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New cases of COVID in the US are falling in the third week, but vaccinations are slowing down Coronavirus pandemic news



Mortality from the coronavirus has also fallen from the previous week to an average of 658 deaths a day, from July.

New cases of COVID-19 in the United States are declining for the third week in a row, according to the US Centers for Disease Control and Prevention (CDC), amid delayed vaccination, which worries could hamper efforts to achieve immunity. the herd.

According to data collected by the CDC, the country registered a seven-day weekly average of 52,528 new cases on Monday, down 16.2% from the previous week.

COVID-19 deaths also fell 8.2% from the previous week, to an average of 658 deaths a day, compared with the number of deaths in July last year.

The first state-owned mass vaccination facility against COVID-19 in Arizona at State Farm Stadium closes on Friday, April 23, 2021, in Glendale, Arizona, while the state continues to transfer outdoor vaccination operations to indoor locations. [Ross D Franklin/AP Photo]

Nearly one-third of the U.S. population is fully vaccinated, and just over 43 percent have received at least one dose of the COVID-19 vaccine, according to the CDC.

But there are concerns about the recent drop in vaccination rates, which fell 10 percent from the previous week.

Asked when the nation can achieve herd immunity, President Joe Biden said on Monday, “I think by the end of the summer we will be in a very different situation than we are now … I ask everyone to get vaccinated now, please. ”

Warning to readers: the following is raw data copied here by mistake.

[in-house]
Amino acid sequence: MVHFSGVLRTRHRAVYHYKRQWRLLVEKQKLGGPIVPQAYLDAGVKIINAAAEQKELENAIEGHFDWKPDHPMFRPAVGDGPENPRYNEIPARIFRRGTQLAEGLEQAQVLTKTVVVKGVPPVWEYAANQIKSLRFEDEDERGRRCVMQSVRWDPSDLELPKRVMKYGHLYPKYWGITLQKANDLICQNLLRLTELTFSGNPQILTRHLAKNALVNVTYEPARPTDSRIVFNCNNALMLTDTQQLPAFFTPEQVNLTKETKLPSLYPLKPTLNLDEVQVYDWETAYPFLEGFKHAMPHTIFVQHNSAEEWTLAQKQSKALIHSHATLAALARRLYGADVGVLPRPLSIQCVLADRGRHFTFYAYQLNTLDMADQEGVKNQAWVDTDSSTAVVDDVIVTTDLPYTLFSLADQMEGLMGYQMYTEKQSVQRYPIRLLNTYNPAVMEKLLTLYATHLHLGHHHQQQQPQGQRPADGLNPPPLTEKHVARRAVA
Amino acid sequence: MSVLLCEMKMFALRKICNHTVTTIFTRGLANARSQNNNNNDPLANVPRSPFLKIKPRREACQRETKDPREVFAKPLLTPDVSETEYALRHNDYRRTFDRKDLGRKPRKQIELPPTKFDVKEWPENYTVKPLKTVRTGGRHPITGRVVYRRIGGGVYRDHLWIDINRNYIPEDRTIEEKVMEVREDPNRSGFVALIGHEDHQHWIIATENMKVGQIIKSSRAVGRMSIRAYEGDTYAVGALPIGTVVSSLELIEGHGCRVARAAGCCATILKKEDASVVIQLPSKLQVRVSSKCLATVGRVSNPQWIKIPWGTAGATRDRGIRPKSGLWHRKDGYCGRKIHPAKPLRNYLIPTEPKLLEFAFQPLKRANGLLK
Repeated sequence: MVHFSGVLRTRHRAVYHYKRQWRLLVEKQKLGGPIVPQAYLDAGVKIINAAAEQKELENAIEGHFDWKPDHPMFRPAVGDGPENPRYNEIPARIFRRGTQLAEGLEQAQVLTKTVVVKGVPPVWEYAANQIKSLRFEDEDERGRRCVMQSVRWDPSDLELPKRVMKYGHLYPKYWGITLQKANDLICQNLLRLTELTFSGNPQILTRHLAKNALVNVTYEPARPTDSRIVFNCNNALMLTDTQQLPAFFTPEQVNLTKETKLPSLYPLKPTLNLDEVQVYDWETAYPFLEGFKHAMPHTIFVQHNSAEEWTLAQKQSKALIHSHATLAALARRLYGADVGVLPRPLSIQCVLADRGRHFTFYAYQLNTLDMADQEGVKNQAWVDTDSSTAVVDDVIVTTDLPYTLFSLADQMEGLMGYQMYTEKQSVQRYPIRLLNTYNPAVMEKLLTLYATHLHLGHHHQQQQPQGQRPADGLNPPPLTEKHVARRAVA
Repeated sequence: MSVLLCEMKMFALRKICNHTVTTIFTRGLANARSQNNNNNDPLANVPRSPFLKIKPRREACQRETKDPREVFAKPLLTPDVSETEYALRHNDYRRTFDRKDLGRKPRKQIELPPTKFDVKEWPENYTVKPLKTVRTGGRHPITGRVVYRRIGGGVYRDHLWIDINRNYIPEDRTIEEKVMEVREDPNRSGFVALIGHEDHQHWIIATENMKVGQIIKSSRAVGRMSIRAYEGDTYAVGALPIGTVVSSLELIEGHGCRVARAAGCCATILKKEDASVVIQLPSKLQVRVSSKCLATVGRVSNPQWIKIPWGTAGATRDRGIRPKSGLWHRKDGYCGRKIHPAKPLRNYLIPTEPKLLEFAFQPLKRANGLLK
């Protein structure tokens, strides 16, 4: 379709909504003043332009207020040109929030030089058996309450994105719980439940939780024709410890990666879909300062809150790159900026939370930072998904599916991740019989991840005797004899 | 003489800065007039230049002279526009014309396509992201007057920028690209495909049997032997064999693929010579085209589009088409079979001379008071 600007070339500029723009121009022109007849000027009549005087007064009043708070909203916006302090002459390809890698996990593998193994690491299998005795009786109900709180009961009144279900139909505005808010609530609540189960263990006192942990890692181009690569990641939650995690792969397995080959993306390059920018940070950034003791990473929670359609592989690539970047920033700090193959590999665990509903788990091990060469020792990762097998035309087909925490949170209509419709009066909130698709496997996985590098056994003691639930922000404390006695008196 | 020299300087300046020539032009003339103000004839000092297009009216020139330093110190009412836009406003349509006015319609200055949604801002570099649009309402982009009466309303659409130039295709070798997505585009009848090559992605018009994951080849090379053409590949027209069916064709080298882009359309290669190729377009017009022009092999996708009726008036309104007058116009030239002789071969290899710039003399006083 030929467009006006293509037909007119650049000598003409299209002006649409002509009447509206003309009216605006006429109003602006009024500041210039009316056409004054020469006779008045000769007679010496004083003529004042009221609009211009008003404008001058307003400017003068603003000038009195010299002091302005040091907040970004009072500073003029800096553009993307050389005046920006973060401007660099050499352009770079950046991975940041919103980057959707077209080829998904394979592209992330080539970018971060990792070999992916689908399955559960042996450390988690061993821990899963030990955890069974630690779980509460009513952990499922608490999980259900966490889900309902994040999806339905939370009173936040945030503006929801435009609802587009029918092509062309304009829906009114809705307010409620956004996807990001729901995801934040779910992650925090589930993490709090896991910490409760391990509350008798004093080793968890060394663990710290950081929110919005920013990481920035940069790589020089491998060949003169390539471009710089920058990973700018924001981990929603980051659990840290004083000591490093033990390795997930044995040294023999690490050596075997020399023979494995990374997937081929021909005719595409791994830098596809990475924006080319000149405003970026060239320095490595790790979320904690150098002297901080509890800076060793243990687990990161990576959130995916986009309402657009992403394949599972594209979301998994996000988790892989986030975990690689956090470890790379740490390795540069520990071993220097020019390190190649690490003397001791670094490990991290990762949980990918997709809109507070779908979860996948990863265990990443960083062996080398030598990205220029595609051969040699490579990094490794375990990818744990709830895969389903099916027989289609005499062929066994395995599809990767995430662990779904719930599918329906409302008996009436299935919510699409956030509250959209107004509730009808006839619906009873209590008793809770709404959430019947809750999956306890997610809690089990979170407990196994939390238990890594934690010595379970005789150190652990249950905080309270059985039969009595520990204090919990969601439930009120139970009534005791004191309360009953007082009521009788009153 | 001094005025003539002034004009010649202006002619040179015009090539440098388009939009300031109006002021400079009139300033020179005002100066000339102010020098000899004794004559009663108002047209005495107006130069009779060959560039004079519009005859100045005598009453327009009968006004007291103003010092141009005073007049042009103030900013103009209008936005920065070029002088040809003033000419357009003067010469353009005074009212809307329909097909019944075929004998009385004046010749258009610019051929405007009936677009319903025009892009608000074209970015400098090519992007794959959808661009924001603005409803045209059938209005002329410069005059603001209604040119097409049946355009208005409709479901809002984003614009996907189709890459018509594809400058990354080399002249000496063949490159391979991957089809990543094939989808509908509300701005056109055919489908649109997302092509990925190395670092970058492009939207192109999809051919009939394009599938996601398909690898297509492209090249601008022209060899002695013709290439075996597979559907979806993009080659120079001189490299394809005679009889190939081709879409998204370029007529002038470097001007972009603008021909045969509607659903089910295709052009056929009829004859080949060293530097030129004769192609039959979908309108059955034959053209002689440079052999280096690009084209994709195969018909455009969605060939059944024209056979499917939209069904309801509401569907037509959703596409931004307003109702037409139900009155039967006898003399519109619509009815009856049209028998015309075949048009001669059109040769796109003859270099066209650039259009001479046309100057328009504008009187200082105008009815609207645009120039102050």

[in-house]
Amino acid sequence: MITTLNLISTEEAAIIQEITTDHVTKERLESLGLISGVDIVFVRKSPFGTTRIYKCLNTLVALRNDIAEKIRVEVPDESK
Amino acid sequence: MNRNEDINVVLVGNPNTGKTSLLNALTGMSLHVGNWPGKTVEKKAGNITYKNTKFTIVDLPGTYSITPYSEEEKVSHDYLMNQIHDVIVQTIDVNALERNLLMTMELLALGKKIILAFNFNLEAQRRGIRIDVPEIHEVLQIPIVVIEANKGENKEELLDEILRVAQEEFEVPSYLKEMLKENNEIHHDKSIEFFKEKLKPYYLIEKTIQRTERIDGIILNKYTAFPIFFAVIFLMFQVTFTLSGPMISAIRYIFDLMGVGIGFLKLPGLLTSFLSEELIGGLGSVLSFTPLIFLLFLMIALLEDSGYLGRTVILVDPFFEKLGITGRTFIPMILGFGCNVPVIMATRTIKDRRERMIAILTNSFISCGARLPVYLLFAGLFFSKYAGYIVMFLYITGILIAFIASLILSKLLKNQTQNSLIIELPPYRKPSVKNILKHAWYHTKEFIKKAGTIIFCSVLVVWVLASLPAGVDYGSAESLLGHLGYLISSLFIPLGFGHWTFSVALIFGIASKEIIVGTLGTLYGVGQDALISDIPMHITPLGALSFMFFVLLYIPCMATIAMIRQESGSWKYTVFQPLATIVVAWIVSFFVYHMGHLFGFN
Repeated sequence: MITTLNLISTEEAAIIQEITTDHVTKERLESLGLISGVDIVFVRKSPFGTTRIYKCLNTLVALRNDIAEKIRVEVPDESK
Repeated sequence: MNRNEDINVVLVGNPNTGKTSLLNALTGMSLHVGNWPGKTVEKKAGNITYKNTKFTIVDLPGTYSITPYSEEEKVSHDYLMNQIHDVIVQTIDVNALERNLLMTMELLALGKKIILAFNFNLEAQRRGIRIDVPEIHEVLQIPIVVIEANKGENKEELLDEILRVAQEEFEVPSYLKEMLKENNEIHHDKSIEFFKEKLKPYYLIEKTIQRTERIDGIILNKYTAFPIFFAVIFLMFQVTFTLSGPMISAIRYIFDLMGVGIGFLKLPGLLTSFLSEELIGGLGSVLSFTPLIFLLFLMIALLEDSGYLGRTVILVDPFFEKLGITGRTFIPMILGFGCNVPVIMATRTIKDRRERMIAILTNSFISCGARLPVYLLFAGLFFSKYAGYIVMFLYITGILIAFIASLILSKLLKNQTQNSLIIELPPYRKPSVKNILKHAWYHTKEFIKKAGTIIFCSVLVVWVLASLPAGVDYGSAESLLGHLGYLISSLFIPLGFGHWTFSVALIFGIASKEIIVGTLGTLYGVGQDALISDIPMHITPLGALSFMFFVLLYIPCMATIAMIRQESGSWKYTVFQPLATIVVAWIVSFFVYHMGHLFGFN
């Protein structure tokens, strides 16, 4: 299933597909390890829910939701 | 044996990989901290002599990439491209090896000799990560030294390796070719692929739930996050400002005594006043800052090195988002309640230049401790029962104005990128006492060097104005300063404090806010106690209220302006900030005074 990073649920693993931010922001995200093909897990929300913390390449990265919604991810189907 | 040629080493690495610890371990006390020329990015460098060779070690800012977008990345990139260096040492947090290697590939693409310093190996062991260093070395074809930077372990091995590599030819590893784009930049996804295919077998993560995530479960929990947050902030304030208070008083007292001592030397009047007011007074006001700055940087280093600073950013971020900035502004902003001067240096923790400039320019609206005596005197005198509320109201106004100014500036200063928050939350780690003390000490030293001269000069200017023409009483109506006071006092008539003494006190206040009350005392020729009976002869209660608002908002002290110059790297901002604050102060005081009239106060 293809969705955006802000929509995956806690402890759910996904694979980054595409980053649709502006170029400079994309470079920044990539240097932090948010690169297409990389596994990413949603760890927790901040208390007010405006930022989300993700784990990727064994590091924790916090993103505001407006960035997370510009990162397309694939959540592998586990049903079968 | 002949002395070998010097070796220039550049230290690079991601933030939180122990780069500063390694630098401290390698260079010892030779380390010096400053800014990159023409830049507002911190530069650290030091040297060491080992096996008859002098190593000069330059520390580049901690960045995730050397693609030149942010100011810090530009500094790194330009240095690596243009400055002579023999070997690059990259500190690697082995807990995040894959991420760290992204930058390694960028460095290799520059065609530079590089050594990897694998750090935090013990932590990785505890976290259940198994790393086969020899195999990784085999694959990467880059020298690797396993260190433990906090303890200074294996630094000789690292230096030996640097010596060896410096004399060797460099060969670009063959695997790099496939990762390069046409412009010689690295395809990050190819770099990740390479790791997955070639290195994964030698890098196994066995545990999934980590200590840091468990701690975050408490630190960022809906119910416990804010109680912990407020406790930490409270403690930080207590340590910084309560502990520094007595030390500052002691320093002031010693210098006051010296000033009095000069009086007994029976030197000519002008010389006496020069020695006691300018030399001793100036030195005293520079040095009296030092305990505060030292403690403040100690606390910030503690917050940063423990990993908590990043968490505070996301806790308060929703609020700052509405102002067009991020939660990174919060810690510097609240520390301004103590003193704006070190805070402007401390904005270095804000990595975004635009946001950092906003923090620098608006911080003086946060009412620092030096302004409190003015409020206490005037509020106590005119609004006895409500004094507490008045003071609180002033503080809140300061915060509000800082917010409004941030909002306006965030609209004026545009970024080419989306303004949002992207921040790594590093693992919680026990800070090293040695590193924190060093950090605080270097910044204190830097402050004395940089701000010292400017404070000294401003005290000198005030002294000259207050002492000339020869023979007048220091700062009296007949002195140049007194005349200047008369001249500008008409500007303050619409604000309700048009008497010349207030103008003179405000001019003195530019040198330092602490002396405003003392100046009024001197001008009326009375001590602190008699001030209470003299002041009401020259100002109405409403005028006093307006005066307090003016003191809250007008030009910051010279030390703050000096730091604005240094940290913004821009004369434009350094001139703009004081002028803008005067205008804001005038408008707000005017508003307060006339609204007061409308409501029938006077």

More than 32 million Americans have contracted COVID-19 since the virus spread last year, and more than 577,000 have died, the highest number in the world, according to data from Johns Hopkins University.

But the recent decline in infection rates has prompted some state and local leaders to ease some restrictions on the coronavirus.

On Monday, the governors of New York, New Jersey and Connecticut announced they would lift most business capacity restrictions, including retail stores, grocery services and gyms, starting May 19th.

New York Governor Andrew Cuomo announces lifting of restrictions on COVID-19 in New York on May 19 [Timothy Clary/Pool via Reuters]

New York Governor Andrew Cuomo said the decision was based on a steady decline in the positive rate of tests and hospitalizations for COVID-19.

The percentage of New Yorkers with positive coronavirus tests has fallen by 50 percent in the past month, and hospitalizations have dropped by nearly 40 percent over the same period, he said Monday.

“New Yorkers have made tremendous progress,” Cuomo said. “It’s time to adjust the decision on science and data.”

Amusement parks, salons and offices are among the other businesses that will soon no longer be subject to state-imposed capacity limits, although all companies can still set their own limits.

New York Mayor Bill de Blasio outlined a plan a few days ago to fully open the city by July 1 [Andrew Kelly/Reuters]

“We were able to announce the lifting of business restrictions due to a nationwide vaccine distribution program that benefits all Connecticut residents and our neighbors in New York and New Jersey,” Connecticut Gov. Ned Lamont said in a joint statement with Cuomo. New Jersey Governor Phil Murphy.

The opening on May 19 in New York precedes the plan that New York Mayor Bill de Blasio outlined a few days ago to fully open the city on July 1.

Also Monday, Florida Gov. Ron DeSantis announced that he was signing an executive order revoking and terminating all local emergency orders for COVID-19, saying widespread vaccination made it safe.




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